About three weeks ago, Moshe Dahan was visiting a close friend and fellow ambucycle medic in Modi’in. The pair were chatting in a local park when they received an urgent alert from United Hatzalah Command Center notifying them that a baby girl was choking a few blocks away. With no time to lose, the duo immediately jumped up, hopped on their ambucycles and zoomed over to the nearby location. They arrived on scene within just 60 seconds of receiving the call!
The worried father, who was clutching his 10-month-old daughter in his arms, saw the United Hatzalah medics approaching and began racing towards them, crying and shouting for help. The little girl’s complexion had turned bluish as she struggled to breathe. Moshe quickly took the infant, turned her face down, and administered measured back blows. The baby spewed out some liquids and seemed to breathe easier. Moshe repeated the procedure and this time the child discharged a thick stream of fluids, clearing her airway.
The careful medic suctioned out any remaining fluids and informed the father that his child was out of danger. The young father was still overcome with panic from the frightening incident; Moshe and his colleague focused on calming and reassuring the anxious man. Taking his vital signs, they detected irregularities in his blood sugar levels due to the overwhelming stress. Moshe spoke softly with the worried father, offering a sugary drink together with an extra dose of warmth and empathy.
When the Mobile Intensive Care Unit (MICU) arrived on scene just 3 minutes later, the ambulance driver was literally amazed “How did you get here so quickly?!” he said. All that remained was to transport the little girl and her father to the hospital for further observation and care. After helping the ambulance team load up the patients, Moshe and his friend headed back to their park bench to continue, what they hoped would be a quiet evening.
“This is what we call a park bench shift or Safsal in Hebrew. When two or more volunteers get together to buff calls and respond to any emergencies in their vicinity in teams,” Dahan said. “You get to hang out with good friends, build rapport with fellow EMS personnel, share stories, help educate one another with life-saving techniques and discuss the proper procedures for patients all while having some snacks of a soda. It is something that has become somewhat of a custom shared by all volunteer EMS personnel throughout Israel. This instance was a classic example of a Mishmeret Safsal. We thankfully don’t have that many calls in Hashmonaim, so I come to visit my friend in Modi’in and we save lives together. It works out great for us, but better for the patients who receive help from alert volunteers who come together to help in an emergency situation. It is one of the best traditions of EMTs in Israel.”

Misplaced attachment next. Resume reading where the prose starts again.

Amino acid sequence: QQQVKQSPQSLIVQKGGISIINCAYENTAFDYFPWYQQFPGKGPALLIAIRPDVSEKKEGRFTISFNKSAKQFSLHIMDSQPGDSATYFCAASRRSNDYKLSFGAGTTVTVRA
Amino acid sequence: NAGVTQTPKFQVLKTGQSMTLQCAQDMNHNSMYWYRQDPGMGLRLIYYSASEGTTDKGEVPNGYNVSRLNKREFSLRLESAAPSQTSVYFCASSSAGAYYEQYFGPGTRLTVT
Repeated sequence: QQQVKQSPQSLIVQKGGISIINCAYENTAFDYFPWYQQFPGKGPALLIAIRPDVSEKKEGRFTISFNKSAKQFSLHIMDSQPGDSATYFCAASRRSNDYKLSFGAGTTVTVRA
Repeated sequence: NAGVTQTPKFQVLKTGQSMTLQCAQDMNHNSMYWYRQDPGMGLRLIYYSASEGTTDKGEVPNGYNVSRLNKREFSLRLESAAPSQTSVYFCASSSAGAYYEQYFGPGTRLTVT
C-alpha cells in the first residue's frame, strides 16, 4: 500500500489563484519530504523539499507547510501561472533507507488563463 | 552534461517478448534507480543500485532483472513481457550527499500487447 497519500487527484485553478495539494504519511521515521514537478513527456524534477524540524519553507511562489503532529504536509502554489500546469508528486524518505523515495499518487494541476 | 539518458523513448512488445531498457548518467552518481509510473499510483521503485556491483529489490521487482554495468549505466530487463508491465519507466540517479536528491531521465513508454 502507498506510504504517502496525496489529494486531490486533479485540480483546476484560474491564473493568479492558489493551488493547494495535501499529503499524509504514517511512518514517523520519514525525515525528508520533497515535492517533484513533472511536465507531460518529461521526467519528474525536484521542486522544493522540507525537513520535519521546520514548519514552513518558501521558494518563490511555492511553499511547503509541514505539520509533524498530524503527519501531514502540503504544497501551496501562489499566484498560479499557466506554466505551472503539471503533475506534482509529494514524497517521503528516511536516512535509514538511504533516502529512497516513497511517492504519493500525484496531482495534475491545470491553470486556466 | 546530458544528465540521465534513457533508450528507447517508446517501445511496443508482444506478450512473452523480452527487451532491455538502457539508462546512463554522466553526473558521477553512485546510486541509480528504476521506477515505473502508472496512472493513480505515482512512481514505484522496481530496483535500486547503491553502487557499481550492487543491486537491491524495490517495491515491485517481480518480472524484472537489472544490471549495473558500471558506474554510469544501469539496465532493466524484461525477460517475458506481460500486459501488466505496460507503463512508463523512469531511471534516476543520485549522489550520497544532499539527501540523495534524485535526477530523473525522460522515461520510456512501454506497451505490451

Scene of choking in Modi’in
“The idea of a Mishmeret Safsal began when Elad Nissinholtz met up with another volunteer EMT and did exactly this in Tel Aviv nine years ago,” said Raphael Poch International Media Spokesperson for United Hatzalah and a volunteer EMT with the organization.
“I used to head out to Tel Aviv whenever I had free time,” explained Nissinholtz in a special interview to describe what a Mishmeret Safsal meant. “I picked a strategic spot in the city where I could respond to as wide an area as possible and I got together with another responder to buff calls while sitting on a park bench. Whenever we got a call, we raced over and provided treatment. When the call was over we headed back to our bench, which was near an all-night snack store. We ate a bit to stay focused and energized, got to know each other better, sometimes we even learned Torah while waiting for the next call.”
A park bench with medical equipment
“While the original Safsal took place nine years ago, it is something that many of our volunteers still do today. Because the volunteers are at the ready at any moment, they arrive at emergencies extremely quickly and are able to save more lives, just like Dahan did in Modi’in.”
Nissinholtz explained another positive aspect of this style of EMS response. “Another positive outcome from this type of volunteer shift work is that it leads to a lot of experiences being shared between old and new volunteers, thereby helping to continue the on-scene training of the new volunteers who can gain from the experience of their more seasoned fellows. The volunteers can also ask questions from one another and learn what to do differently in scenes just like the one they came back from. It is a way of passing knowledge and tradition from one generation of volunteers to another all while enjoying some friendly company and saving lives.”
“I’m not as young as I used to be,” said Nissinholtz, “so I only head out about once in 10 days to do a Mishmeret Safsal. But there is a new generation now and they want to go out and help people, so that is a way in which they can set aside a few hours to do a sort-of-shift as volunteers. Ambulance shifts involve a lot of bureaucracy and paperwork and often require a lot more transporting than treating in the field. They also force a person to be on the shift for eight hours at a time. When doing a Mishmeret Safsal, the volunteers head out simply to help and treat other people and they can set whatever hours are convenient for them. The paperwork is minimal and can now be done via a specialized app on a smartphone later rather than requiring the forms to be filled out immediately. This frees up the volunteers to go on a lot more calls and treat more people, thereby gaining more experience in a shift. Having done many of both types, I can honestly say that there are definitely times that I much prefer a Mishmeret Safsal. It is a great tool and one that I am happy to have initiated,” said Nissinholtz.